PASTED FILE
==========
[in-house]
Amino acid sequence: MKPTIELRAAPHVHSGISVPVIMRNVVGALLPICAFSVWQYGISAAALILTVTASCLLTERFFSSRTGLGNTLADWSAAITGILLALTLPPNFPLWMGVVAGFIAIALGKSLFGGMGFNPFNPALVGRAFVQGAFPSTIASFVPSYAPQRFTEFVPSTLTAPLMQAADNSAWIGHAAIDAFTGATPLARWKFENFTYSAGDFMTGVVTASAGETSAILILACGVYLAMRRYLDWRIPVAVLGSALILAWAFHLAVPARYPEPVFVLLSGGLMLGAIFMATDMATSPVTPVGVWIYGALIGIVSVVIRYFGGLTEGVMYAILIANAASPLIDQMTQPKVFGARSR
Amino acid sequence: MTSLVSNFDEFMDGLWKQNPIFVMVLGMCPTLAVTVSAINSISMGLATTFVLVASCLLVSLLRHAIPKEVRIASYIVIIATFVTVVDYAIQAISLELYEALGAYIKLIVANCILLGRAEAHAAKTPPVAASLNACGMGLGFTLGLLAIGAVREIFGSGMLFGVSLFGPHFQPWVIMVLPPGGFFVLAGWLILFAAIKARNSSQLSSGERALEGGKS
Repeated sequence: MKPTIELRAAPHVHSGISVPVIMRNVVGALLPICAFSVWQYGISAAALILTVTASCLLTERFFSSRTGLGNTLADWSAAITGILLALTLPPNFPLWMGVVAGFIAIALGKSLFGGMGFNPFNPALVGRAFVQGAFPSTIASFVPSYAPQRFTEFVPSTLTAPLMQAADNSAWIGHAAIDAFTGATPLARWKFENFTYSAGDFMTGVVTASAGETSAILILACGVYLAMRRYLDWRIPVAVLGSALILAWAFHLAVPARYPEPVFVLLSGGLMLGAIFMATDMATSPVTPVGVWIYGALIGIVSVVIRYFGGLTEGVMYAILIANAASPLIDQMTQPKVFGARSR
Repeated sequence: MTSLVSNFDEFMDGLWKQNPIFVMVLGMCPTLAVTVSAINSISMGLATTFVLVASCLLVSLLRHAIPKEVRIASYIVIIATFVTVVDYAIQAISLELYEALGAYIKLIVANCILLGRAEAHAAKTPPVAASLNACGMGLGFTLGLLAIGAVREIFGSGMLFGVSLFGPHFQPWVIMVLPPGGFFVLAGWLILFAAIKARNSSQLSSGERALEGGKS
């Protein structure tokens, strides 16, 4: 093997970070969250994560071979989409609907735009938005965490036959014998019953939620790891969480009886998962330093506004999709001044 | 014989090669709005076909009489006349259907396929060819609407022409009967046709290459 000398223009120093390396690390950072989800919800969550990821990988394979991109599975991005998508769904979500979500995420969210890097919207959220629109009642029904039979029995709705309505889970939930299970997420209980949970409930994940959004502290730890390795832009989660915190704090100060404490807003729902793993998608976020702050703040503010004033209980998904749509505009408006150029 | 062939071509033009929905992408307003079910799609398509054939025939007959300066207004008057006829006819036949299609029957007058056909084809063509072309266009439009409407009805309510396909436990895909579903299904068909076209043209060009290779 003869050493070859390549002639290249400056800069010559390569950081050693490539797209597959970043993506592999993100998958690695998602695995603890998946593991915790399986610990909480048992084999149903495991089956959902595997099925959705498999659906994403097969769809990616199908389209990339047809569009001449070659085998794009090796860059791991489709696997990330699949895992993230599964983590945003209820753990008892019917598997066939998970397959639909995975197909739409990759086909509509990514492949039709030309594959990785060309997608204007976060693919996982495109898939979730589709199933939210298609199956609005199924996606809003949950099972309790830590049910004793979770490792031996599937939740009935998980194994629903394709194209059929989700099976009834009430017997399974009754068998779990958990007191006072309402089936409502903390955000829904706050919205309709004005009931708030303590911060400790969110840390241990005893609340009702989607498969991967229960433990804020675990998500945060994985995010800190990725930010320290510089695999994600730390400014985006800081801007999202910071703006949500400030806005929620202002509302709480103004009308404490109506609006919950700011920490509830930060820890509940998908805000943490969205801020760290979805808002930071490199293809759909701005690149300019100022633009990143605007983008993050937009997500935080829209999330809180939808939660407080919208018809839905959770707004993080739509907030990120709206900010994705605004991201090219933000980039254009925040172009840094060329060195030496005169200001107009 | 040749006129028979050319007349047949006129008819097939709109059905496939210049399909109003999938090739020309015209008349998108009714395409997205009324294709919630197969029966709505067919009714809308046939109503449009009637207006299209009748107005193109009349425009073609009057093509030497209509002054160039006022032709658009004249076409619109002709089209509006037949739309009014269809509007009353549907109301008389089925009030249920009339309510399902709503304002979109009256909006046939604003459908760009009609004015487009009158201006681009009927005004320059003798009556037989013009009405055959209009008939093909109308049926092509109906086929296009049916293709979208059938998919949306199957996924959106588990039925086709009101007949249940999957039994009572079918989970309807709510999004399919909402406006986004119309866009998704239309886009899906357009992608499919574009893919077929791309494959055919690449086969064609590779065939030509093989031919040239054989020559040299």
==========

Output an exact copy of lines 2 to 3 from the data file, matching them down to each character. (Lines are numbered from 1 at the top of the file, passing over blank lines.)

Amino acid sequence: MKPTIELRAAPHVHSGISVPVIMRNVVGALLPICAFSVWQYGISAAALILTVTASCLLTERFFSSRTGLGNTLADWSAAITGILLALTLPPNFPLWMGVVAGFIAIALGKSLFGGMGFNPFNPALVGRAFVQGAFPSTIASFVPSYAPQRFTEFVPSTLTAPLMQAADNSAWIGHAAIDAFTGATPLARWKFENFTYSAGDFMTGVVTASAGETSAILILACGVYLAMRRYLDWRIPVAVLGSALILAWAFHLAVPARYPEPVFVLLSGGLMLGAIFMATDMATSPVTPVGVWIYGALIGIVSVVIRYFGGLTEGVMYAILIANAASPLIDQMTQPKVFGARSR
Amino acid sequence: MTSLVSNFDEFMDGLWKQNPIFVMVLGMCPTLAVTVSAINSISMGLATTFVLVASCLLVSLLRHAIPKEVRIASYIVIIATFVTVVDYAIQAISLELYEALGAYIKLIVANCILLGRAEAHAAKTPPVAASLNACGMGLGFTLGLLAIGAVREIFGSGMLFGVSLFGPHFQPWVIMVLPPGGFFVLAGWLILFAAIKARNSSQLSSGERALEGGKS